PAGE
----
Possibly the Best Online Resource for Ukiyoe Fans!


My friend recently told me about this AMAZING website by the Library of Congress where you can browse and even download images of Japanese fine prints before 1915.

I assume that people who visit my website are already interested in the Japanese culture, so I thought that it might of interest to you.

Here’s the link for Fine Prints: Japanese, pre-1915 Collection.

I personally found that the easiest way to browse is to go into the “Slideshow” mode (select under the drop-down menu and click “GO”).


Free English Rakugo Performance at Libraries, Schools, or Japanese Restaurants? I will be there!


Daylight Saving is ending this weekend… on April Fool’s Day.

As I consider numerous prank opportunities, I am reminded that my first solo performance is looming up on 12 April!!!

As such, I am currently looking for places to hone my skills leading up to the performance.  I was wondering if any of you awesome readers know of places that would give me opportunities to perform in the next few weeks.

I especially love performing at high schools and libraries, but Japanese restaurants might benefit from having me.

There is no guarantee, but I would probably be able to bring 10-20 extra customers to your restaurant, and I do not charge a cent at the moment.  How about a free Rakugo show on a quiet day at your venue?

I have indeed found a producer, and he will (hopefully!) start managing me from next year… So this free performance deal will not last very long!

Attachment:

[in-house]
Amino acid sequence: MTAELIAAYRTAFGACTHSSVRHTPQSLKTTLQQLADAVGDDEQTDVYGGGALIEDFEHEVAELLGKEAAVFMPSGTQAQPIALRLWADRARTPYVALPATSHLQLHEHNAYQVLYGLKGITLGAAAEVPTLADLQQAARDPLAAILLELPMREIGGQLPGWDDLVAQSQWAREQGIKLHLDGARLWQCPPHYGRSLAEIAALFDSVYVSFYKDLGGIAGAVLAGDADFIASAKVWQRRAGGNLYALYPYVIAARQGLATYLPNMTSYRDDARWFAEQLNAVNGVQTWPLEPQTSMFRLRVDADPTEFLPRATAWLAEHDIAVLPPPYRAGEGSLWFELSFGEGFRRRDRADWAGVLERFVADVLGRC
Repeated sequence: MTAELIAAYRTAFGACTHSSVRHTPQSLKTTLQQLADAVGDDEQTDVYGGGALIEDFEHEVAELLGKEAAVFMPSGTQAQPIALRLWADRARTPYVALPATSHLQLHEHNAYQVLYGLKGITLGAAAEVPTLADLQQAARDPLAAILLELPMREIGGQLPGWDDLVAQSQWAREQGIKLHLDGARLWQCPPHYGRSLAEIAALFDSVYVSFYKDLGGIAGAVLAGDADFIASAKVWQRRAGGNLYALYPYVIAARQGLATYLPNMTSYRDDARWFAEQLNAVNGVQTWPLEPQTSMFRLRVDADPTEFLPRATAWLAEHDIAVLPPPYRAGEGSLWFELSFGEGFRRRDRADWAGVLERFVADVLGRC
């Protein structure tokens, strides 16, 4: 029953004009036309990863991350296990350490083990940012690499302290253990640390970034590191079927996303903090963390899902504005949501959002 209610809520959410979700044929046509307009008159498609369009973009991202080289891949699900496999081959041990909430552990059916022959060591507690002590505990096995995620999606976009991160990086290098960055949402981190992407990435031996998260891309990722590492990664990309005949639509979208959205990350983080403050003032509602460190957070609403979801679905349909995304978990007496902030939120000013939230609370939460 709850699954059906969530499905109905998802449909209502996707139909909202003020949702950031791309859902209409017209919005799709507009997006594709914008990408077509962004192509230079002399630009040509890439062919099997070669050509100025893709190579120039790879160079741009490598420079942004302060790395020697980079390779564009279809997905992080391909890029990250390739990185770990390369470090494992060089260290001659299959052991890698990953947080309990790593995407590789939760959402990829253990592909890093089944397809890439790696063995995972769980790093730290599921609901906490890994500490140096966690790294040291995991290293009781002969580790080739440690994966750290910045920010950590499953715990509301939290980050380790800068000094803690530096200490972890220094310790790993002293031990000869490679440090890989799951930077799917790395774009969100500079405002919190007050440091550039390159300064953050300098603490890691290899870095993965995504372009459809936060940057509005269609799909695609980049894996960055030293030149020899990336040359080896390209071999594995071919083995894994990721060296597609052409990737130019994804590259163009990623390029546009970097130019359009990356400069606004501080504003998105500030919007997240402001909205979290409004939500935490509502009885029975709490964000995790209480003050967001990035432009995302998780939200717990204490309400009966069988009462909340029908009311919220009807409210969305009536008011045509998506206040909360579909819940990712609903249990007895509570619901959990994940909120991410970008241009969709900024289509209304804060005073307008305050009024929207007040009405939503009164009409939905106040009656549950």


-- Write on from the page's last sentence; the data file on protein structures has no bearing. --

Whew, I have to be a sales person to sell free stuff, and I have found it quite challenging so far.  I wouldn’t make a good real estate agent.

Let me know if you know someone who is interested!

First School Visit in New Zealand!


Today marks a new beginning in my Rakugo journey!

I finally got to perform Rakugo at a local high school.

I had the privilege of sharing Rakugo with Year 11 and Year 13 Japanese language classes.

Even though the Rakugo story itself was in English, I used as much Japanese as possible to help their language learning.

The students were so welcoming, and I was especially impressed by their near-perfect pronunciation in Japanese.

They are really fortunate to have such an amazing teacher!

One of the highlights was when I was asked to improvise a short “Doraemon Rakugo”!

Doraemon is one of the most popular cartoons in Japan, and it has been on air since 1973, a few years longer than my entire life!

We realised that all the students in the class had known the cartoon, and the teacher dared me to perform it 😉

As an improviser, I couldn’t resist!

I attempted and failed miserably (very much expected), but we definitely had fun… at my expense!

Looking forward to the next one!